A small ensemble of OU drama students are set to perform a theater adaptation of a German novel starting Nov. 13.
OU’s production of “The Trial” illustrates the death of privacy in the modern era as people are surveyed more and more online, said Joe Alberti, the show’s director and a Weitzenhoffer endowed assistant professor of voice and speech. In 2018, before the production process, cast members did a staged reading of the text and have been reading through and practicing the show ever since.
Based on the 1925 German novel “Der Prozess” by Franz Kafka, “The Trial” was first adapted into a play by Steven Berkoff and performed in 1970 at the Oval House in London. The performance led to multiple adaptations, according to Berkoff’s website.
Alberti worked with Genoa Davidson, a voice and dialect coach in Norman, and Robert Lemon, an OU associate professor of German literature, to translate and adapt the novel into a play.
“The Trial” tells the story of Joseph K., who is arrested by anonymous authorities for reasons unknown to him. As K. eventually goes to trial, the show depicts how bureaucracy's power over people has increased in the past century from the totalitarian government Kafka described in the original text to the ever-surveying government we know today, Alberti said.
Alberti said Lemon originally came to him about a year and a half ago, wanting to translate the German novel into English and turn it into a play. Lemon started translating the novel in the summer of 2018 with the intention of altering the text to fit a more modern context.
“We decided to set the play in the very near future, about five years from now,” Alberti said. “The protagonist is now a high-profile player in a Google kind of organization where knowledge regarding people’s individual selves is being used and sold as marketing info.”
This adaptation of the play incorporates 21st-century technologies, such as a TV screen on the back of the stage, artificial intelligence and even Amazon Alexa devices. Lemon said all of this technology is included to depict how the government is always watching people.
“Everyone has the equivalent of Siri or Alexa, connecting them to an online network,” Lemon said. “This means characters like Joseph K. are constantly under surveillance and can’t travel anywhere without being watched.”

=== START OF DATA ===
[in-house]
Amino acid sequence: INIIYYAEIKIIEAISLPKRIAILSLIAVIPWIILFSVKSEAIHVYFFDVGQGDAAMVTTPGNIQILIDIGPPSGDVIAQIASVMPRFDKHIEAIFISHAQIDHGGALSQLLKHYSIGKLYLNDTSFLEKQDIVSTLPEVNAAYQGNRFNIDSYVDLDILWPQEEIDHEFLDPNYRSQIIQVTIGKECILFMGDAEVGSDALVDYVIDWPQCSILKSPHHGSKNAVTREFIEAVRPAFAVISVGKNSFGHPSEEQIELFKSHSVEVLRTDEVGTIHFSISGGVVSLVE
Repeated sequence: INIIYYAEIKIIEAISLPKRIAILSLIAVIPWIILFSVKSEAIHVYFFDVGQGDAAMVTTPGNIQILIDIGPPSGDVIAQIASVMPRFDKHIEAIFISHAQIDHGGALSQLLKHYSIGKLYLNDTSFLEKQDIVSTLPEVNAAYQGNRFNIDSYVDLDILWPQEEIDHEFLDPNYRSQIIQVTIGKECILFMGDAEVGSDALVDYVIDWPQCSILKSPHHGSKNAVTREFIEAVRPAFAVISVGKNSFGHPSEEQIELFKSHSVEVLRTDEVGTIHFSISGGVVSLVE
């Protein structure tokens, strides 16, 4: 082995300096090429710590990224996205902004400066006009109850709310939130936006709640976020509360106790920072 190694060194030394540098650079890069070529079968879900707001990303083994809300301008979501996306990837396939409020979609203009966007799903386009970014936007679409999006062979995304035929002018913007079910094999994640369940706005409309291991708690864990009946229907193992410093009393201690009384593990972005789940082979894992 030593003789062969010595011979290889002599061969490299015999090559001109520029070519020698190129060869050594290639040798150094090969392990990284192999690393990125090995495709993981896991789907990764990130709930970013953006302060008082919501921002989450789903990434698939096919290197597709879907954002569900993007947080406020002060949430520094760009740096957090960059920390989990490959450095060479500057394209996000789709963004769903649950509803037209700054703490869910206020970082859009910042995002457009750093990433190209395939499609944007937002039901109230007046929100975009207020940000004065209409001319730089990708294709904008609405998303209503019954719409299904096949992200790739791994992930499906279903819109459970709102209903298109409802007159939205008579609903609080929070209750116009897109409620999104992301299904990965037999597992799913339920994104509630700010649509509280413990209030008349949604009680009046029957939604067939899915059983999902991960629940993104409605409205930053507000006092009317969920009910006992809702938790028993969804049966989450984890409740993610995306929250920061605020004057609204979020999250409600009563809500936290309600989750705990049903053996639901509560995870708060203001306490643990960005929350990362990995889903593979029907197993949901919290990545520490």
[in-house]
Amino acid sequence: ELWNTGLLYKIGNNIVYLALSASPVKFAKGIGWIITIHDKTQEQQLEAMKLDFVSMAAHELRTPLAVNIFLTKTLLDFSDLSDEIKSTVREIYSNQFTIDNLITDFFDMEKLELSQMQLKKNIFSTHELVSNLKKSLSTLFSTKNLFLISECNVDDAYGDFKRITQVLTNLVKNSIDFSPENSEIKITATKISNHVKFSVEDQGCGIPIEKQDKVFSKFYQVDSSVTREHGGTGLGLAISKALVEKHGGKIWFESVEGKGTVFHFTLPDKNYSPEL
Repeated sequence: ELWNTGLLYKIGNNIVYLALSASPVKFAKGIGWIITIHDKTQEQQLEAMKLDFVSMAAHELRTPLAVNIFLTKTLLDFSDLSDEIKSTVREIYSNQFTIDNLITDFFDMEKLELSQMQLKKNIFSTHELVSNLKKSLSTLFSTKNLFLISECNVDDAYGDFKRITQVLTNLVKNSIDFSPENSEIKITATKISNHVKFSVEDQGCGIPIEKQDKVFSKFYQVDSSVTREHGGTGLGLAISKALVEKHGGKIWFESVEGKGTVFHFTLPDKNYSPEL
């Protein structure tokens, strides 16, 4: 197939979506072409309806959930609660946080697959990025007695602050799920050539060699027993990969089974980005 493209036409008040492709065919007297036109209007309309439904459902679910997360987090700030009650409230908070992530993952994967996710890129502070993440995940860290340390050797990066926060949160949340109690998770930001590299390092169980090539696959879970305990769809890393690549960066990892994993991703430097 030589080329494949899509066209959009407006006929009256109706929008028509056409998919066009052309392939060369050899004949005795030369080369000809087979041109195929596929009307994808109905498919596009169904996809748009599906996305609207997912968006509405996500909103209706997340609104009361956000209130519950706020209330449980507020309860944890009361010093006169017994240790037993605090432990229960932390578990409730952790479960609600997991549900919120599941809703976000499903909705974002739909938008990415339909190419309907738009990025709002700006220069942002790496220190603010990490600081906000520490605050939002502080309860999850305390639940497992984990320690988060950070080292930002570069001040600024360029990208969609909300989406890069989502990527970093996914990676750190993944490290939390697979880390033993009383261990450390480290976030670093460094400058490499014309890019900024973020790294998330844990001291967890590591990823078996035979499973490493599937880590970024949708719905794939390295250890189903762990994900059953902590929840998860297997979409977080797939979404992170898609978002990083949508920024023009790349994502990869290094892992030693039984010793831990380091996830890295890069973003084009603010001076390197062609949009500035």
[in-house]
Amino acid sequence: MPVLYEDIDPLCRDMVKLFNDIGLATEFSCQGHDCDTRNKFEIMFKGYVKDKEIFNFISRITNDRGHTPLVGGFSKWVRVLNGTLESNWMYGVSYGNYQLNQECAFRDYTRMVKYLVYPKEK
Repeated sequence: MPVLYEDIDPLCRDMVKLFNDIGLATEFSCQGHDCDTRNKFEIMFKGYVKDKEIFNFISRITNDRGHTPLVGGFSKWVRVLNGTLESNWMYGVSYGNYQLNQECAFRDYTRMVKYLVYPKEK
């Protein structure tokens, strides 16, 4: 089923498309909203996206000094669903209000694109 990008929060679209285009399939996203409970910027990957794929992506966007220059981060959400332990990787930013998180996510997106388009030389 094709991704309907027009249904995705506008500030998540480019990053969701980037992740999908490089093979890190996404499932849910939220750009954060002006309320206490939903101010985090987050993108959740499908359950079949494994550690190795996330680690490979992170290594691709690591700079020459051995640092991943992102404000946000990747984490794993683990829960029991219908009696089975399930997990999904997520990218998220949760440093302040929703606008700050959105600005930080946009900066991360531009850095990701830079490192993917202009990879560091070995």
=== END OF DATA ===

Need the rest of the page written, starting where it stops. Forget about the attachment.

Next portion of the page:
Because the production is an original adaptation, actors were provided with ample creative control within rehearsals. Will Warner, a drama sophomore who plays an attorney named Dr. Grace, said this production was unlike anything he had ever done before.
“What’s cool about the production is that it’s always been very fluid, which you don’t normally see,” Warner said. “In most cases, the script is god and you have to say every line precisely, but with this, we get to decide if something does or doesn’t work.”
It is rare for original full-length plays like OU’s adaptation of “The Trial” to come out of colleges without a playwriting program. Warner said in that way, this production was special, as once the idea was conceived, students were immediately involved.
“Dr. Alberti has put a lot of faith in student input and creativity, which can be pretty scary since it is his professional work,” Warner said. “I think he has been very kind to let us all be involved.”
The essence of the play can be summed up with the term “surveillance capitalism,” Warner said.
Coined by Harvard professor Shoshana Zuboff, surveillance capitalism is a corporate collection of people’s online data gathered to shape online markets by pushing political agendas or advertising certain products, according to The Harvard Gazette.
“We brought in this idea of surveillance capitalism based on a book called ‘The Age of Surveillance Capitalism’ (by Zuboff),” Alberti said. “We wanted to look further into how our information is being taken and used often without our awareness.”
Warner said “The Trial” is meant to show what the world could be like five to 10 years down the line, when data harvesting and surveillance capitalism are general practice.
“With surveillance capitalism, already we’re seeing our minds being changed in a slow, gradual shift,” Warner said. “Especially for my generation, none of us remember being in a time where we weren’t monitored by the government. I think a lot of us take it for granted, thinking it’s all OK, when in reality I would say it’s not.”
Alberti said he hopes to generate an experience about surveillance capitalism that challenges audiences to consider Kafka’s prediction of a totalitarian government and how it relates to restrictions imposed by the U.S. government today.
“We hope to open audience members' eyes by emphasizing how our personal lives are becoming public in many ways,” Alberti said.
“The Trial” will start at 7:30 p.m. Nov. 12, with additional performances at 7:30 p.m. Nov. 13–16 and at 3 p.m. Nov. 17 in the E. Frank Gilson Lab Theatre, 640 Parrington Oval.
Tickets are $8 for adults and $6 with a student ID. They are available by phone and at the OU Fine Arts Box Office.